Crema Chantilly, A Delightful Treat

I was recently looking for information on Crema Chantilly and came across an article from Carroll Pellegrinelli, in which she says that Chantilly is whipped cream with a dash of vanilla and an abundance of powdered sugar.

Good, but when Italians speak of Crema Chantilly they mean whipped cream folded into crema pasticcera (pastry cream), so I dug further and discovered that the classic Chantilly is French, as one might guess from the name, and is indeed whipped cream flavored with vanilla and powdered sugar. The name, which was applied to it in the 18th century, is an indirect bow to the great French chef Vatel, who organized a series of Banquets for Louis XIV in Chateau Chantilly in 1671, and whipped up the sweetened cream to go with dessert.

Making French Chantilly is quite easy; you’ll need:

  • 1 cup (250 ml) chilled heavy cream
  • A half cup (50 g) powdered sugar
  • 1/2 teaspoon vanilla extract
  • A round-bottomed metal bowl
  • Ice water

You can either whisk the cream or use a hand-held mixer; in either case keep the bowl in the ice water to keep the cream from warming, and beat the cream until it is softly fluffy but holds its shape. At this point gently fold in the powdered sugar (tap it into the bowl through a wire mesh sieve) and the vanilla. The Chantilly is now ready, though you can chill it briefly in the fridge if need be.

So how do we get from this to the Italian Crema Chantilly? I’m not sure, but one of my Italian cookbooks mentions Salsa Chantilly, which is made by whipping cream until it is soft and fluffy, and folding it into freshly made mayonnaise to obtain a sauce that will be both delicious and decadent. In short, perfect for the elegant and refined (or you and me) to serve with delicate steamed fish, boiled meats, or even baked potatoes.

The obvious analog for savory Salsa Chantilly is going to be Crema Chantilly, made by folding whipped cream into an equal volume of crema pasticcera; it combines the richness of crema pasticcera with a delightful lightness and is perfect for filling beignets or other pastries, or making layer cakes, or millefoglie. Try it and you will never go back to other creamy fillings.

So what do you need?

  • 3 tablespoons flour
  • 3/8 cup (75 g) sugar
  • 1/4 teaspoon vanilla extract
  • The yolks of 3 very fresh eggs
  • 1 cup (250 ml) whole milk
  • A pinch of salt
  • 1/2 cup (125 ml) heavy cream

Set 3/4 cup of the milk to warm over a gentle flame.

Lightly whisk the yolks in a bowl to break them. Strain the flour into the bowl, whisking gently, and making sure that no lumps form. Whisk in the sugar too, and then the remaining milk, keeping a wary eye for lumps.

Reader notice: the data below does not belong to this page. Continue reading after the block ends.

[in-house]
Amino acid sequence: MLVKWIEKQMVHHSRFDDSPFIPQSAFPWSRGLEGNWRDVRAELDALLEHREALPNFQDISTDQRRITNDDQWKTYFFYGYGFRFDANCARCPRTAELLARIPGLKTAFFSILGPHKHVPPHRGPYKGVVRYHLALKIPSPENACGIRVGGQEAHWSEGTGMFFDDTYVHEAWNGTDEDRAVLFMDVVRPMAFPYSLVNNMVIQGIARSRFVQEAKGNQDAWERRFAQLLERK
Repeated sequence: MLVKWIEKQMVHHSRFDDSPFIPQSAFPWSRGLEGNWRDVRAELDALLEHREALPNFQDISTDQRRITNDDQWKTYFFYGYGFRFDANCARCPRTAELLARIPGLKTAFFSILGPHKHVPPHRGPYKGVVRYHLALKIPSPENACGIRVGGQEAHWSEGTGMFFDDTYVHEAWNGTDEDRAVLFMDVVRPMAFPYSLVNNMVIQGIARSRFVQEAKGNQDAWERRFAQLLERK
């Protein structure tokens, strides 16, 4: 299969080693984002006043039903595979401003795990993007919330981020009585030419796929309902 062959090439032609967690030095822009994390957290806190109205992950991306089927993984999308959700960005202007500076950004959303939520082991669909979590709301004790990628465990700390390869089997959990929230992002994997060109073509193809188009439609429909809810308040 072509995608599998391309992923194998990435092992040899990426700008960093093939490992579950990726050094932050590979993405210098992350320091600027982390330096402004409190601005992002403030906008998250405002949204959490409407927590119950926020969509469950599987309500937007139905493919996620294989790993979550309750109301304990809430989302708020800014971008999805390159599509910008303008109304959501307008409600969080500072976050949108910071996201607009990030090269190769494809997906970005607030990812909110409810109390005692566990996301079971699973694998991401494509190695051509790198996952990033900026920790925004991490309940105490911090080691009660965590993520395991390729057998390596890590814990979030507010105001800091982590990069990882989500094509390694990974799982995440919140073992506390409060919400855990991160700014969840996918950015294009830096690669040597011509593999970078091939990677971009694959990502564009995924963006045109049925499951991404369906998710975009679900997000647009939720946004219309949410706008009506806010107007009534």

By this time the milk on the stove will be about ready to boil. Slowly whisk it into the egg-and-milk mixture, and add the vanilla extract. Return the resulting cream to the pot and the pot to the fire, and continue cooking over a low flame, stirring gently, until it barely reaches a slow boil. Count to 120 while stirring constantly and it’s done. (Note — depending on your eggs and milk it may thicken to the proper consistency before it boils. If it reaches roughly the consistency of commercially prepared plain yogurt of the sort that will pour from the cup it’s done).

You now have crema pasticcera; transfer it to another bowl (metal is best, and in ice water or surrounded by ice will hasten the cooling) to cool, cover its surface directly with a sheet of plastic wrap to prevent a skin from forming, and as it cools whip your heavy cream until it is soft and holds its shape. Fold it into the crema pasticcera when it has cooled and you have Crema Chantilly.

What to do with it?

Use it to make Elisabetta’s quick strawberry layer cake
Use it to stuff a Schiacciata alla Fiorentina, or an orangy Torta Fiorentina
Use it to make Millefoglie
Use it to stuff Beignets


Tags: , , , ,

Categories: Puddings and Spoon Desserts, Sauces, and Preparations, some of which go into other dishes

Author:Cosa Bolle in Pentola

Italy boasts an astonishing number of varietals, denominations, and wines, and tremendous changes are sweeping the land. New wines are being created, new DOCs are being introduced, and the existing denominations are overhauling their regulations both to reflect the practices adopted by their member wineries and to favor improvements in quality. Even the most staid and stolid region can flower seemingly overnight, emerging with exciting new wines and wineries that require rewriting the enological maps and rethinking one's positions. And, of course, recipes too, because cuisine and wine are closely intertwined and it's difficult to imagine one without the other.


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